The University of Houston School of Music is offering students the opportunity to merge their musical talents with the latest computer technology in classes examining electronic music.

"The technology has been evolving over time. The music industry has increasingly been moving toward computers," Professor Reynaldo Ochoa said.

Ochoa, an adjunct professor in electronic music, teaches an introductory course that utilizes the software program <I> Finale <P>, aiding students in the time-consuming process of musical notation.

Rather than note a piece by hand, students play the composition on an electronic keyboard linked to a computer. The <I> Finale <P> program allows the computer to replicate the piece in standard musical notation.

A musical instrument digital interface (MIDI) links the keyboards to the Macintosh computers. MIDI acts as a translator, which permits the keyboards and computers to communicate with each other.

An advanced level class, "geared toward music education majors," is also taught by Ochoa. The class deepens the ties between musicians and technology, allowing students to use computers and conventional recording equipment to produce their own compositions.

Although computers are relatively new to the music industry, Ochoa says today's students need to be familiar with the latest advances in technology.

"Computers have invaded commercial music. If you go to any studio they have electronic editing software," Ochoa said.

Ochoa used the <I> Finale <P> program to help record, edit and produce <I> The Rainmaker's Helper<P>, which was played in last summer's <I> Sounds Like Fun <P> series performed by the Houston Symphony.

"I was initially able to present them with a completed tape of the piece with a written score," Ochoa said. "That way, they instantly understood what the piece sounded like."

Even though computer programs like <I> Finale <P> are useful tools, Ochoa says they do not substitute ability. He emphasizes that what you get out of them is only equal to what you put in.

"There's no way you can replace talent," he says. "The computer's just there to make our job a little easier."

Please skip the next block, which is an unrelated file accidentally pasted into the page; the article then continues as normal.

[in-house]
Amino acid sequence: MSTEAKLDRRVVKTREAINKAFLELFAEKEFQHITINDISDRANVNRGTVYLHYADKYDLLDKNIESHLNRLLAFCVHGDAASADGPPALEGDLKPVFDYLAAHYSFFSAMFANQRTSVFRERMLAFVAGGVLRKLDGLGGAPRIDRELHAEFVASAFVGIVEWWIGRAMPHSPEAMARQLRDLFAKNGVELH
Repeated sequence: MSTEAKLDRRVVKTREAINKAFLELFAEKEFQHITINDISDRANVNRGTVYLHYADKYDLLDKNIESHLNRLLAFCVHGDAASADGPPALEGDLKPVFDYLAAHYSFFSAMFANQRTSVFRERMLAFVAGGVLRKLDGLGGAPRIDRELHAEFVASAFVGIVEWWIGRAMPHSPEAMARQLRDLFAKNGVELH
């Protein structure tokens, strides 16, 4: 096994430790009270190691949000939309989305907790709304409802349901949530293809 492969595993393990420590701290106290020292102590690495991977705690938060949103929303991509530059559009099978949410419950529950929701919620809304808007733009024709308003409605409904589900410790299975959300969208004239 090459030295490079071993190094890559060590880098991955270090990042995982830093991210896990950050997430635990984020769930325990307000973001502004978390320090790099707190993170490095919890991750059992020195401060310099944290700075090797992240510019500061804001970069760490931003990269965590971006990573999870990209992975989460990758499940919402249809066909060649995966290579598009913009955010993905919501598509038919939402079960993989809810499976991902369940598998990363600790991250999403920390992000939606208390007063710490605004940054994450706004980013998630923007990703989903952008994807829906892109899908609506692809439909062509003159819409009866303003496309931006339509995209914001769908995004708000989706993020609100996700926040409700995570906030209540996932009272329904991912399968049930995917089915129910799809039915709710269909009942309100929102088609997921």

by Lady Oliver

Daily Cougar Staff

Houston made history this weekend by hosting its first annual "Distinctive Brides of Color Bridal and Fashion Show" on Sunday, January 15 at the Stouffer Hotel.

"Today marks the beginning of another milestone for African Americans in Houston, Texas," Allen Dave, owner of 21st Century Productions, Inc. said.

21st Century Productions, Inc. presented this event with the theme, "Africa to America: An African American Bridal Journey" after six months of preparation.

"What you have seen here today was Allen Dave's vision," Venetia Peacock said. Peacock, the owner of Innovative Sitters, and a University of Houston Psychology graduate, served as executive director of the expo.

"This particular weekend was chosen to hold the expo because of its cultural significance to the African American community," Peacock said.

"This event is for everyone. It's a lesson in diversity. I hope today is an enlightening and uplifting experience," Peacock said.

The expo consisted of more than 35 vendors ranging from caterers to photographers and wedding consultants. Realtors and investment counselors were also on hand.

A fashion show displayed a variety of exotic gowns in traditional African fabrics and designs. It also featured traditional wedding gowns, tuxedos and dresses for the bride's mother. The show was conducted like a play with several of the models lip- syncing humorous dialogue.

There was never a dull moment. Entertainment was scheduled throughout the day and seminars and an art gallery kept the expo's guests informed and entertained.

If you missed the one here in Houston, you will have the opportunity to see it in Birmingham, Chicago, Dallas, Jacksonville, Kansas City, Louisville, Oakland and Shreveport when the show goes on the road later this year. It's tentatively scheduled to go to Dallas next month, Peacock said.

When Peacock was asked what one word describes this event, she responded ... "Phenomenal!"









by Jenalia Moreno

Daily Cougar Staff

When a film spanning three generations has Oscar winning actors, heartthrobs, picturesque landscapes and beautifully designed sets, it has the potential of becoming a legendary epic. However, even with all of these elements, TriStar's <I>Legends of the Fall<P> simply falls short.

Director Edward Zwick's <I>Legends<P> tells the tale of a Colonel and his three sons growing up at the turn of the century in Montana. Sir Anthony Hopkins once again gives a stellar performance with his portrayal of Colonel William Ludlow, a retired officer who resents the United States government for its treatment of the American Indians. So he tries to escape the government's rule by building a ranch in the remote Montana foothills. However, he does not bargain for a few significant problems, such as his wife not being suited to the cold, lonely winters. Fortunately, the Colonel has the help of his friend, One Stab, a Cree scout, played by Gordon Tootoosis.